When it comes to the situation at the A&E department, there seems to be a curious trend. Redditor Due_Engineering6144 says that “many patients come in for bicycle/sport related injuries” – this could be related to the fact that travelling overseas is difficult, so people pick up other hobbies for their R&R.

Don’t go to the hospital unless it’s an emergency

Other reasons cited by healthcare workers for the high capacity at hospitals is that people come in for cases that could be handled by GPs.

Healthcare workers are concerned that the hospitals are flooded with “many paranoid ppl coming for post vaccination related illnesses which honestly can be seen by your GP instead of flooding emergency” (Due_Engineering6144). User mnwe810 who’s a nurse added: “if you are in the AnE and can walk/complain about the long wait, you probably don’t belong there. Please go to GP or polyclinic first.”

Fellow healthcare worker Shaooooo echoed: “Please don’t go to the hospital for things you can handle at home or can wait to go to the GP or polyclinic. You’re exposing yourself and also increasing the load on the entire hospital.”

While everyone is anxious with everything that’s going on at the moment, we also need to keep in mind that healthcare workers need our compassion. We all have to do our part to help ease the burden on our healthcare workers, who are working harder than anyone right now. 

“We are really overworked, and don’t have time to keep picking up calls especially when most of the time family members are requesting for daily updates from doctors, and please don’t verbally abuse us for something out of our control. Doctors are also extremely overworked, and have so many patients,” adds nurse mnwe810.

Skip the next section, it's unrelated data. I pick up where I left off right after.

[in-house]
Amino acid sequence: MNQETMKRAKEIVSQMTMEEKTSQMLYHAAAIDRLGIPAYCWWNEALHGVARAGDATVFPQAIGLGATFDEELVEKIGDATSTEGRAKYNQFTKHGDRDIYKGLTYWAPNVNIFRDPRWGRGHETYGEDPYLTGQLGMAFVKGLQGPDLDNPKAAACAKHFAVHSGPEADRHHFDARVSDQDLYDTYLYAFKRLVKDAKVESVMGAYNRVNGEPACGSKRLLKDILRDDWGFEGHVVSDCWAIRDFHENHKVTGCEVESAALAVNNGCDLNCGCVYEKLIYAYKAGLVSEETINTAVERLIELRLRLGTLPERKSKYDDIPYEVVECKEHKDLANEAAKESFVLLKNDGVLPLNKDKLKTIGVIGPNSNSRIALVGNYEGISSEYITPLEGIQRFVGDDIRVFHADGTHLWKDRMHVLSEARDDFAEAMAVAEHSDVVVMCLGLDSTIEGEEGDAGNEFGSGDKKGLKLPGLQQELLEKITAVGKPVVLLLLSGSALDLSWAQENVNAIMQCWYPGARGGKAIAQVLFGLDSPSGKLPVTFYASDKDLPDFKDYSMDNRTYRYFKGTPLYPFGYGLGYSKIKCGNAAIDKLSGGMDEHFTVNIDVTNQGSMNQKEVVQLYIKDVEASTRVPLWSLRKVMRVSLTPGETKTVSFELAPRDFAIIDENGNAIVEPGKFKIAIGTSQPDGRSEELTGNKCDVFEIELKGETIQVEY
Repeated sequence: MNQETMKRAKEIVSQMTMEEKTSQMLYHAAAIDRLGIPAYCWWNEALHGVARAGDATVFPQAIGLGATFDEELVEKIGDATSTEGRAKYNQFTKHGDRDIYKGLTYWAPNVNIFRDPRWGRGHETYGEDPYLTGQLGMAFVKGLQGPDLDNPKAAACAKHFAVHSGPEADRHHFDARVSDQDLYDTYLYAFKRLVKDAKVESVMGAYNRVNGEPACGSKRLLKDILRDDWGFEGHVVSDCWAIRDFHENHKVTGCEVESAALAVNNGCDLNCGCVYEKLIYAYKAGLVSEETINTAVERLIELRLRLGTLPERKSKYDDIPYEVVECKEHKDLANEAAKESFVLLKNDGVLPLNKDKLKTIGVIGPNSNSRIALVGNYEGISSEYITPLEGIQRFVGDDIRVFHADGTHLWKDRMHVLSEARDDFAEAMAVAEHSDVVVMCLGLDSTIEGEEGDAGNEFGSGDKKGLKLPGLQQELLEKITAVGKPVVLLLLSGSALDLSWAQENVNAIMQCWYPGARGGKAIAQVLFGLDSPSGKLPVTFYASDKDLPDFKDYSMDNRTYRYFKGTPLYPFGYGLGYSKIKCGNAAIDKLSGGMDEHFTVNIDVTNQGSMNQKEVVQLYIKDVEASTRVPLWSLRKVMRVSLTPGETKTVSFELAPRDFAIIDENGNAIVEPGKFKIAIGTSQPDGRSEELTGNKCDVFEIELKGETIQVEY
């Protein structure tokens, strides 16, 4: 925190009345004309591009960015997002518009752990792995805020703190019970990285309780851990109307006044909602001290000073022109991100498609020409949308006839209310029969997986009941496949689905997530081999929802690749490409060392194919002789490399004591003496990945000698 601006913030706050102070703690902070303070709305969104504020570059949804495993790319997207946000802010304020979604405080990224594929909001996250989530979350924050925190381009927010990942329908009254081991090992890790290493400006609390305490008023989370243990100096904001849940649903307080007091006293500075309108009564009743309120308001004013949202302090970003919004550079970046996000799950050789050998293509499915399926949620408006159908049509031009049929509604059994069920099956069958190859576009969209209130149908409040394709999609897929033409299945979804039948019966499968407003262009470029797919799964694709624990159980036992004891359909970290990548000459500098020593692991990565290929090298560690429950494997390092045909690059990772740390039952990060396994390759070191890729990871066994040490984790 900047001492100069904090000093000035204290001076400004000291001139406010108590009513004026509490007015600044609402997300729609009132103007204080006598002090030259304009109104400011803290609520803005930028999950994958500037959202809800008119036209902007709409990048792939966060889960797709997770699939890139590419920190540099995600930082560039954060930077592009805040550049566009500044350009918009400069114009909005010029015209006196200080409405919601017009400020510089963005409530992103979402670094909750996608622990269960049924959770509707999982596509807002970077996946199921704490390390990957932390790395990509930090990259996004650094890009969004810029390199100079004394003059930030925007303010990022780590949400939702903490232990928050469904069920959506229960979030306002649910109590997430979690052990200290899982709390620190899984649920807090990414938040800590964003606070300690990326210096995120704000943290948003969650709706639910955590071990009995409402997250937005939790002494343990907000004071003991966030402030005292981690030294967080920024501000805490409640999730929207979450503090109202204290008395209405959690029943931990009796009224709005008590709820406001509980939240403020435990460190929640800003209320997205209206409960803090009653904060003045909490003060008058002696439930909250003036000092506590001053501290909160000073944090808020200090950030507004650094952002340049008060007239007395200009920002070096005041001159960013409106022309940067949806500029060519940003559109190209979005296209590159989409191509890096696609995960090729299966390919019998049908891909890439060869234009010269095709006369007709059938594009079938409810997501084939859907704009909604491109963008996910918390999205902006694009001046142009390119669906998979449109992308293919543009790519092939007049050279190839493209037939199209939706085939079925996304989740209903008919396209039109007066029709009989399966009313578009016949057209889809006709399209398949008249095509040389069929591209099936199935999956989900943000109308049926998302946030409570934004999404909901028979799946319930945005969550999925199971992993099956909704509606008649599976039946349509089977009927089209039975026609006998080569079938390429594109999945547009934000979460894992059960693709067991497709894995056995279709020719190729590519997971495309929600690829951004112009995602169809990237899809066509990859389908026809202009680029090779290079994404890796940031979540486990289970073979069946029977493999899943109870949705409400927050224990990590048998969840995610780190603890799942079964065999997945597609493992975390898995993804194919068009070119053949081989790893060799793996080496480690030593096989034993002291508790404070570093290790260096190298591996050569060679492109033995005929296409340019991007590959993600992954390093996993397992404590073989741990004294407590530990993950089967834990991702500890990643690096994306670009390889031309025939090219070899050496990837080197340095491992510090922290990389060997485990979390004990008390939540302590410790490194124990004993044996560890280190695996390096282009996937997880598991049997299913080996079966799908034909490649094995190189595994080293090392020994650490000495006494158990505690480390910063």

As it stands, Singapore is bolstering its hospital capacity to cope with a possible surge to more than 5,000 daily cases. To cope with the influx of Covid-19 patients, the authorities plan to have up to 1,600 hospital beds if needed, up from the 1,000 previously planned, with almost 300 ICU beds that can be available at short notice.

But even in a best case scenario – even if we do have the manpower to support the influx of ICU cases – should we really do that? With exhausted workers, there’s bound to be some repercussions. 

Be responsible, ease the burden of our healthcare workers

To ease the burden on our healthcare system, experts agree that the messaging surrounding Covid-19 as a deadly disease needs to change – that the vaccinated should treat it as something that’s manageable, and that they should be accountable for their own actions should they test positive. This includes self-isolation and the monitoring of their own conditions at home, rather than going to the hospital as the first course of action (unless their symptoms are severe).

Kenneth Mak of the Ministry of Health (MOH), said on Friday that about 40% of the infected are recovering at home and between 15-20% are at hospitals – the rest are at community care facilities. 

As we’ve seen in New Zealand’s case, locking down would no longer be effective since there’s no way to eliminate the Covid-19 virus. The current surge of cases reminds us not to be complacent, and to not underestimate the virus. Despite Singapore’s safe management measures, the Delta variant is driving up daily cases much more quickly than many expected, as it has the ability to mutate to ensure its own survival.

Regardless of what the public messaging is, at the end of the day, it’s up to all of us to take necessary precautions to prevent ourselves from being infected. While it may be asymptomatic or mild for most of the vaccinated, one can’t discount the effects of long Covid, or the fact that we could unknowingly infect an older person who could get seriously ill. 

Before we complain about another CB or HA, spare a thought for the vulnerable, and our healthcare workers who are working hard to take care of all their patients.